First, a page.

June 21, 2022 – Two weeks have passed since Final X fans from across the country gathered in awe at Madison Square Garden to watch PRTC resident athlete Jordan Burroughs earn his way onto an 11th World Team. This is no ordinary feat—to make a US World Team and secure the opportunity to compete for a World Championship year after year, 11 times. It is a task only legends are capable of achieving. Burroughs is just that, one of the greatest to ever take to the mat. An Olympic champion who also holds five World titles, eight World/Olympic medals, a 69-match winning streak, Burroughs seems to have evolved as much as the sport itself over the past 11 years.
What’s more impressive than Burroughs’ achievements and performances on the mat, which included two dominant and strategic wins against Chance Marstellar of the NYC RTC in a best-of-three series, is the interview after Jordan’s victory. A man who has so many accomplishments and yet, is a humble and wise individual. Burroughs spoke more of the PRTC coaching staff and his support system, than he did of himself.
While reflecting on his performance, Burroughs was asked about the Beat the Streets program. Beat the Streets NYC held their annual gala in collaboration with the Final X event. The PRTC works alongside BTS Philly in an effort to mentor and guide underserved youth through the sport of wrestling, “We work very closely with BTS Philadelphia now, a derivative of BTS National. They do a phenomenal job of raising money and keeping kids off the streets and out of trouble in underserved areas,” Jordan explained. He has spent years partnered with Beat the Streets in an effort to grow support around the program that serves nearly 9,000 youth from 37+ cities annually.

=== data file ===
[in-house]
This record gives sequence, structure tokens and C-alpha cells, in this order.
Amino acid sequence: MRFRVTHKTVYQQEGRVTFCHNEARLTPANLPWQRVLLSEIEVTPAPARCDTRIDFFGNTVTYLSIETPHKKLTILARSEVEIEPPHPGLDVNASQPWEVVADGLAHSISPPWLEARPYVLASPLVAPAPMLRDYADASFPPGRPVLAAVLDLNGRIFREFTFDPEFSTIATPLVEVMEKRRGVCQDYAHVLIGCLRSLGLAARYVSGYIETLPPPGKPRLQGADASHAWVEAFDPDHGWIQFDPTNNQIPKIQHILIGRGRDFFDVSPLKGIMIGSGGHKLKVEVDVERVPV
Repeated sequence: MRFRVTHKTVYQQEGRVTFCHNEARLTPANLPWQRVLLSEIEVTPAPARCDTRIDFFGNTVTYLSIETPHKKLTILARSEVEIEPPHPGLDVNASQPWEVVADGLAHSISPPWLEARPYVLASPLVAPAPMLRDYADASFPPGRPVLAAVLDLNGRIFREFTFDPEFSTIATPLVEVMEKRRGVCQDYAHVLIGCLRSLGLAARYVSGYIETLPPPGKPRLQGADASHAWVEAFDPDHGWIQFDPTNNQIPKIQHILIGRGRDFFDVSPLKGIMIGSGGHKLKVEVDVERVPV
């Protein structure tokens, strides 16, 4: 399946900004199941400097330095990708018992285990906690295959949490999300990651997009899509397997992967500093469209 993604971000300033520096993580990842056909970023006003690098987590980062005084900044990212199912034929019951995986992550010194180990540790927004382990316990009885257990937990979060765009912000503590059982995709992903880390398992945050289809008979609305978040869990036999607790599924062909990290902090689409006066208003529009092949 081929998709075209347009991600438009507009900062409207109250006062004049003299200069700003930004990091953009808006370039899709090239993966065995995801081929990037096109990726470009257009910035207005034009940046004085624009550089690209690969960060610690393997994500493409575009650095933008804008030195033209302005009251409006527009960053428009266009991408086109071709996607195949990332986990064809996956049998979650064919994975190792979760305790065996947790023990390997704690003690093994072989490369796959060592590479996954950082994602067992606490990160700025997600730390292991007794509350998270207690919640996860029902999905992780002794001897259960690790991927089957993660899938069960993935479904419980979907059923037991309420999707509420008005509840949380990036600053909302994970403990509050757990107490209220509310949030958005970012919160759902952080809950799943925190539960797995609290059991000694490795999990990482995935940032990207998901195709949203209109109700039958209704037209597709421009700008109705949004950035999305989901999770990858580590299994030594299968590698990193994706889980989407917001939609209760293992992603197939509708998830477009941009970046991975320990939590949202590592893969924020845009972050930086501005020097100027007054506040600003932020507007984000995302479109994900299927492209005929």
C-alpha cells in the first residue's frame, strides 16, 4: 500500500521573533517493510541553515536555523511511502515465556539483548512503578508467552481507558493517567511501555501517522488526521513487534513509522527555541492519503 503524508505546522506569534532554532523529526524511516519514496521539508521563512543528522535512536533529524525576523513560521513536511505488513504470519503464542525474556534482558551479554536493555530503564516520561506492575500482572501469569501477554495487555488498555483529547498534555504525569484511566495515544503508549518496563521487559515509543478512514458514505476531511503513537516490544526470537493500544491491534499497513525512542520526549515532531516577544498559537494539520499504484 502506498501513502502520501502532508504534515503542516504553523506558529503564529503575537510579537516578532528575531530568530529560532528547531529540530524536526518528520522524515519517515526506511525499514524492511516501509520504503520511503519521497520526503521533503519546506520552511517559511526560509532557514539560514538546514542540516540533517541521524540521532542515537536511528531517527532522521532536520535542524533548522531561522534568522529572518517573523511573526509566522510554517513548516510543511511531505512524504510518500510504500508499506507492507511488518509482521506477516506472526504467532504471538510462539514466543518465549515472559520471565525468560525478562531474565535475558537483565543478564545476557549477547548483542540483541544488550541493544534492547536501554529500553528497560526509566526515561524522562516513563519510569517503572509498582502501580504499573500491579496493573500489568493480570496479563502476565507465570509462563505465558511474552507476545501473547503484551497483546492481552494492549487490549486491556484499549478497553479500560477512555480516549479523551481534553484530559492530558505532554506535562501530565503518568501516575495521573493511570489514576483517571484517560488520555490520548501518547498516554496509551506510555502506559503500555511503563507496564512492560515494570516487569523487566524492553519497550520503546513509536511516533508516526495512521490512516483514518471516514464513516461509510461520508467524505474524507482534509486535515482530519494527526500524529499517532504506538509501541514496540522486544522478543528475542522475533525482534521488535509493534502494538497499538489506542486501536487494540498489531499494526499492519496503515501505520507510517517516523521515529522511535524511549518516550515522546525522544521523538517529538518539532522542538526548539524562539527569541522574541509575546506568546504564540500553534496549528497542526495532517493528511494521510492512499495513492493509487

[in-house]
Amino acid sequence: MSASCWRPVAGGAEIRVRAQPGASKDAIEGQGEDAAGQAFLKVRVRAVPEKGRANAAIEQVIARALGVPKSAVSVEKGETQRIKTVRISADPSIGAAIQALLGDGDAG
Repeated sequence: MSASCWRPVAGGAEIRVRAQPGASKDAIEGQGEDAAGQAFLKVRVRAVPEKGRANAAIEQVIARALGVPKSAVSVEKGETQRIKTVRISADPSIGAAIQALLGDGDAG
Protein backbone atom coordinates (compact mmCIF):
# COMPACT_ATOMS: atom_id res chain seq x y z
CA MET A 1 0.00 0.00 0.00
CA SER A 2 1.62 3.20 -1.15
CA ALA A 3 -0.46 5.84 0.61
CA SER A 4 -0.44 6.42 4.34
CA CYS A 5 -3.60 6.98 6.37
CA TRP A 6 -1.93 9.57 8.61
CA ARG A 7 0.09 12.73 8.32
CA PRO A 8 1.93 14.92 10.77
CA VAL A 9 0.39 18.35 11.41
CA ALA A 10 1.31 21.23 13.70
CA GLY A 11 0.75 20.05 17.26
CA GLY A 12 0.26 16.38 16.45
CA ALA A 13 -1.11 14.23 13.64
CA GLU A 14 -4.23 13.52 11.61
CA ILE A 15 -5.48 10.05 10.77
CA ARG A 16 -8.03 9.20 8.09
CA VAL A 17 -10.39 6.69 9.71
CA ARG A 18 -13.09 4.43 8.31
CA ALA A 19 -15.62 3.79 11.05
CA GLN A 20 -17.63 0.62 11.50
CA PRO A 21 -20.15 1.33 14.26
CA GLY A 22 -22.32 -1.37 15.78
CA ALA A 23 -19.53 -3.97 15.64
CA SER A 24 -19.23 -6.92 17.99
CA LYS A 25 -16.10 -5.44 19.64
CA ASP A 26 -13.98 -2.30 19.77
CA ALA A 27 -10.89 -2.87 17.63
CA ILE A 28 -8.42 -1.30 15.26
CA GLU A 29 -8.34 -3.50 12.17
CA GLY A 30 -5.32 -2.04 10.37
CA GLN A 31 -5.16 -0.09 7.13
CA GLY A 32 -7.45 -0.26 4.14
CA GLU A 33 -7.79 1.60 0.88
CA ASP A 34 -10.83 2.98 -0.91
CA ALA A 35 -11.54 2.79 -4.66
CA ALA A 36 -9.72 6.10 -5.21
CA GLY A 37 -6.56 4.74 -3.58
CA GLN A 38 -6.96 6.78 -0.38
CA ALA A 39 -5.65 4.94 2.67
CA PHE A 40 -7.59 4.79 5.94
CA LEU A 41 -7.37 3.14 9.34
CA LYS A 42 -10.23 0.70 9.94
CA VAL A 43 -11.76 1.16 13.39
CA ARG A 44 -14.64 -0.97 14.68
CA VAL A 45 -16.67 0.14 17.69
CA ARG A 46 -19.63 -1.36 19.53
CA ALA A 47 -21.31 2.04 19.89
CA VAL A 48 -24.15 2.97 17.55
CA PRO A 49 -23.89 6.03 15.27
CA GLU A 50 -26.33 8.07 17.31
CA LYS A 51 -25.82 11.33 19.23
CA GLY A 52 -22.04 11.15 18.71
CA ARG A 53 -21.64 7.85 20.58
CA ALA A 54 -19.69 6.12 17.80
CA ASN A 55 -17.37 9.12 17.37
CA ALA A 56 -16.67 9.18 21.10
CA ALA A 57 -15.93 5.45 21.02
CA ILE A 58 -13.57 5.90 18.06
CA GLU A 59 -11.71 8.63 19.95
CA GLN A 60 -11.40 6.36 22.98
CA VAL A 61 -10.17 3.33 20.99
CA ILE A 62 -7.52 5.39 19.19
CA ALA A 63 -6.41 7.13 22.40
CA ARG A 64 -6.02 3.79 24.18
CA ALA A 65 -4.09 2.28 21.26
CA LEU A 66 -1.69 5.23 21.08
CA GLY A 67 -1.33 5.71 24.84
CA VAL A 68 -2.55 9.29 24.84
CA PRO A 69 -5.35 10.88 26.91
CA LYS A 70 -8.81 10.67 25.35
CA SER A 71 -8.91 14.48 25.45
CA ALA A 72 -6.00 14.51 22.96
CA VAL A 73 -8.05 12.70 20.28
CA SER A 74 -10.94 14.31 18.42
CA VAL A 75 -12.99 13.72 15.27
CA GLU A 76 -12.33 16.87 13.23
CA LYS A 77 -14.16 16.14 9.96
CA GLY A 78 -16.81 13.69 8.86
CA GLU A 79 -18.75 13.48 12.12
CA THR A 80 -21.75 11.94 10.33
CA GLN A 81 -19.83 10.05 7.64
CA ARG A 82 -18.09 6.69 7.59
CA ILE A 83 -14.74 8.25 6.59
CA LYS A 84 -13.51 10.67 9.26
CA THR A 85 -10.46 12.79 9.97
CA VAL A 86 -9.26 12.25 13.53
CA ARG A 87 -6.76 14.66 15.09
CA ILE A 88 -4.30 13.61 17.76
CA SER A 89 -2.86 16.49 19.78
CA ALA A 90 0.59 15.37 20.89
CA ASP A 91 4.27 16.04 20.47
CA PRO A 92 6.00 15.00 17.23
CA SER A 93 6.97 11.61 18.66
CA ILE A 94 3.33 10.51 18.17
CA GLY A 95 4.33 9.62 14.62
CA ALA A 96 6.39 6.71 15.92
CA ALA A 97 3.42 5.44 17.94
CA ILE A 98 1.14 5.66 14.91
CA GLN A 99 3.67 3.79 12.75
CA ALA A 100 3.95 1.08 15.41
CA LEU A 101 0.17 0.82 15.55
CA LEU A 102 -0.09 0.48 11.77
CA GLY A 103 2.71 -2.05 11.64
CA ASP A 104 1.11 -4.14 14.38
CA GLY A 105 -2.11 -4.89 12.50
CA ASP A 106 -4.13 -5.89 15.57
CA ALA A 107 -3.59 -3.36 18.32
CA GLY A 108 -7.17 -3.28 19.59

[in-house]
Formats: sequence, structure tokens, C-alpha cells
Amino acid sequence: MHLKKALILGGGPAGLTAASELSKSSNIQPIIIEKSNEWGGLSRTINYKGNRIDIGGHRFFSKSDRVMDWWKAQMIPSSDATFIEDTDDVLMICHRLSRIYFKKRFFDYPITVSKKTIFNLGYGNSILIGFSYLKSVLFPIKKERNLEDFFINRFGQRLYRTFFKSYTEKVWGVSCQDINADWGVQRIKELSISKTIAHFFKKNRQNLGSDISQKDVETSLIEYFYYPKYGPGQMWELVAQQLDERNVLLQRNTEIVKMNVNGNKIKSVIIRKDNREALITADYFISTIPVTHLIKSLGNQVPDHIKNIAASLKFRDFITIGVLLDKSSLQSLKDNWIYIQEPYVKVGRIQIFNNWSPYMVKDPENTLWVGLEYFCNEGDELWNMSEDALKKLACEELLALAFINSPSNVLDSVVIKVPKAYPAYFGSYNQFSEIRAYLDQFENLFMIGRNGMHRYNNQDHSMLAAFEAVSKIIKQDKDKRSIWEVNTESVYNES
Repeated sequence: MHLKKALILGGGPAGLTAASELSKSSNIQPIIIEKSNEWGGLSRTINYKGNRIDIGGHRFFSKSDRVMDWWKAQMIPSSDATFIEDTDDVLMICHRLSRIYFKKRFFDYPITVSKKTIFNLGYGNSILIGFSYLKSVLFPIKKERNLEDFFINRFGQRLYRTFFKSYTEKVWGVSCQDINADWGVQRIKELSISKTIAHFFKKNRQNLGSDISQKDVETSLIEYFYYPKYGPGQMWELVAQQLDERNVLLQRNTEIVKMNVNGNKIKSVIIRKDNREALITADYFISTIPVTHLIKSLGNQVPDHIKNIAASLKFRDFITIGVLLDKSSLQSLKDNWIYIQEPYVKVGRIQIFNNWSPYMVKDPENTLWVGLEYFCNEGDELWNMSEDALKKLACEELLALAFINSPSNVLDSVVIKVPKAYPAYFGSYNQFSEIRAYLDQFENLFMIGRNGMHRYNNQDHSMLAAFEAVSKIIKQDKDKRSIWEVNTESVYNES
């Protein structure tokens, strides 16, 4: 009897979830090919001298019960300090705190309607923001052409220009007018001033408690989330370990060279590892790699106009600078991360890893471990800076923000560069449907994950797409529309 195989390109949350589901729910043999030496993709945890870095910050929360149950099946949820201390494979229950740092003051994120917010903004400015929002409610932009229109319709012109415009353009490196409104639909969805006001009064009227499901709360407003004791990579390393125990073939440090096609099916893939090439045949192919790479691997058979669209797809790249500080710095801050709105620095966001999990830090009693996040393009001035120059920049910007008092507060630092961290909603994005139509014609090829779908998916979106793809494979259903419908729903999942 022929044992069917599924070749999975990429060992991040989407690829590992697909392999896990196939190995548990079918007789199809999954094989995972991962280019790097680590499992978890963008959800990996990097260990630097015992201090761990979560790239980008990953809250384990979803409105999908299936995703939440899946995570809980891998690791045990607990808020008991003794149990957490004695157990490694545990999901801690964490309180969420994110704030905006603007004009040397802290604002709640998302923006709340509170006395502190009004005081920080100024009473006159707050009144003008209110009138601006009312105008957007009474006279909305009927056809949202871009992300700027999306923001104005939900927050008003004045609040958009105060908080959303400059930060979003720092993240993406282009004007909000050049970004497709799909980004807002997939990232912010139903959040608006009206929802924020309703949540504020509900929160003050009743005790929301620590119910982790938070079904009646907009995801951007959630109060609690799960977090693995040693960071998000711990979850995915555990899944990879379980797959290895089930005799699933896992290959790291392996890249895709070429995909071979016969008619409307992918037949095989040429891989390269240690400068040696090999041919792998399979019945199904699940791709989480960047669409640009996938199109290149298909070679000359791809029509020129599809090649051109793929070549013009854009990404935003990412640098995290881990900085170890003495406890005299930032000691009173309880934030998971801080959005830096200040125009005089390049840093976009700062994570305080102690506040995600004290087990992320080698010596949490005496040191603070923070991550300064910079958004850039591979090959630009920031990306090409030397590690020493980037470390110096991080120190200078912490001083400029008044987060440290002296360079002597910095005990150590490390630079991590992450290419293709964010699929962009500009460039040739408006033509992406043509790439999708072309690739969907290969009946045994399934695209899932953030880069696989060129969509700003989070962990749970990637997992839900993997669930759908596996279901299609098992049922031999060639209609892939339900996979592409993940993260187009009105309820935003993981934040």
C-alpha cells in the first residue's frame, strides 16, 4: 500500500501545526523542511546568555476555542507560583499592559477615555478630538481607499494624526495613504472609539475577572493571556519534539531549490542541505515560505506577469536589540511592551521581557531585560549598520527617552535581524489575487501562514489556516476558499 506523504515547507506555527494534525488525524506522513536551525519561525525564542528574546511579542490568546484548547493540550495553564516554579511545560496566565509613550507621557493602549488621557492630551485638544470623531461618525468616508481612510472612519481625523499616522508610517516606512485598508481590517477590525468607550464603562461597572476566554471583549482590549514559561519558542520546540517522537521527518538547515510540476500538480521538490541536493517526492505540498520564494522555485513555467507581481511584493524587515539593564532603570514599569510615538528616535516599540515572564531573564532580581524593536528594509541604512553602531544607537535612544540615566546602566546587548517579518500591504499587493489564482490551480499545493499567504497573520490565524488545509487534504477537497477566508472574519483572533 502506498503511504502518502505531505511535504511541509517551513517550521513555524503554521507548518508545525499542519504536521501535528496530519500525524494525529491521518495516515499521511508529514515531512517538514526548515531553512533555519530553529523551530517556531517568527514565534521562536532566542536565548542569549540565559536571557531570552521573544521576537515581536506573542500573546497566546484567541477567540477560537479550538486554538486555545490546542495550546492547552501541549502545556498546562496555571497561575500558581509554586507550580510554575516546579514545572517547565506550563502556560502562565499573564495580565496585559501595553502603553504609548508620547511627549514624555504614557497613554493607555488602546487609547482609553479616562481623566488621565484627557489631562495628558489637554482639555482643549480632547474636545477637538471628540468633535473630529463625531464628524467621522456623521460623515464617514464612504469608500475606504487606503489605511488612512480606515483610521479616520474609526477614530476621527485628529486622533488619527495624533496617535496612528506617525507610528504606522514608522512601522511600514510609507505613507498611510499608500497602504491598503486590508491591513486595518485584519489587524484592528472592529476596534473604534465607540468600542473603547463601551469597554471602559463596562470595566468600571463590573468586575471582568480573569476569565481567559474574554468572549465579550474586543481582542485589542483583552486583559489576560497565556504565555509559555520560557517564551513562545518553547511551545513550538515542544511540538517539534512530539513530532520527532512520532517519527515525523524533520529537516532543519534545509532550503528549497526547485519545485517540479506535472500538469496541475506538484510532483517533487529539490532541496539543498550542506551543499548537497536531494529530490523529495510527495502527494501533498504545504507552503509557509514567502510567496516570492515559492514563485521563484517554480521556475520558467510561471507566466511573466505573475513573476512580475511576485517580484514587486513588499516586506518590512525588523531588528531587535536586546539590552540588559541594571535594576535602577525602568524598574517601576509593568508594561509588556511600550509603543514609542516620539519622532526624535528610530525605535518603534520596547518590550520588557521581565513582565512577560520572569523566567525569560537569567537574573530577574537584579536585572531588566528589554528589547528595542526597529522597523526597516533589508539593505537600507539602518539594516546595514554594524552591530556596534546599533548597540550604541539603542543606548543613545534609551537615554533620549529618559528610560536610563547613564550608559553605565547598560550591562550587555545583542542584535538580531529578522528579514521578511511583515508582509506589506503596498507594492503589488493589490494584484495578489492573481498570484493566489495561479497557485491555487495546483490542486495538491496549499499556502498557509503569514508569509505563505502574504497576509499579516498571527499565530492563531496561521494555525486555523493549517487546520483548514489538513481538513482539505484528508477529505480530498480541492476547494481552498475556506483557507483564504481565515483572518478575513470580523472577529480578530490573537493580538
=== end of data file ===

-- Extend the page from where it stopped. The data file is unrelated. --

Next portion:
At first a clinician and now a mentor, Burroughs added, “When you really start to work with these kids daily, and when you really recognize the difficulties they are going through on an everyday basis; what they go home to, how difficult their lives are, my job now is less wrestling and more mentorship. I am trying to be a father figure to these individuals. They go home to a fatherless home, with five younger siblings, in a parental role at 15-16 years of age. They are dealing with real problems—danger on the streets, possible incarceration, tempted by drugs daily. There are a lot of things these kids deal with that we are trying to combat. The sport of wrestling is great for that because it teaches character development unlike any sport in the world.”
Burroughs attributes his strength as a leader to the sport of wrestling. He adds that his role as a mentor, alongside the roles of his PRTC teammates and coaches, is one that has the ability and power to break generational patterns plagued by broken homes and a lack of encouragement and parental support. “I have a civic duty to the public and to the people who follow me. I want to encourage and motivate individuals I spend time with at all BTS locations.” It is clear, Burroughs does just that as all of his PRTC teammates have shared. David McFadden notes, “When Jordan talks, the room grows silent and we listen to every word, every piece of advice, and word of wisdom he shares.” Led by Coach Brandon Slay, the PRTC athletes all demonstrate the desire to live out the core values on which the organization was founded: Faith over fear, full effort, struggle well, and last but certainly not least, to serve others.
Burroughs will represent Team USA at 79kg in Belgrade, Serbia September 10-18, 2022.
Story by Gina Perry
Pictures by Aaron Morekin and Tony Rotundo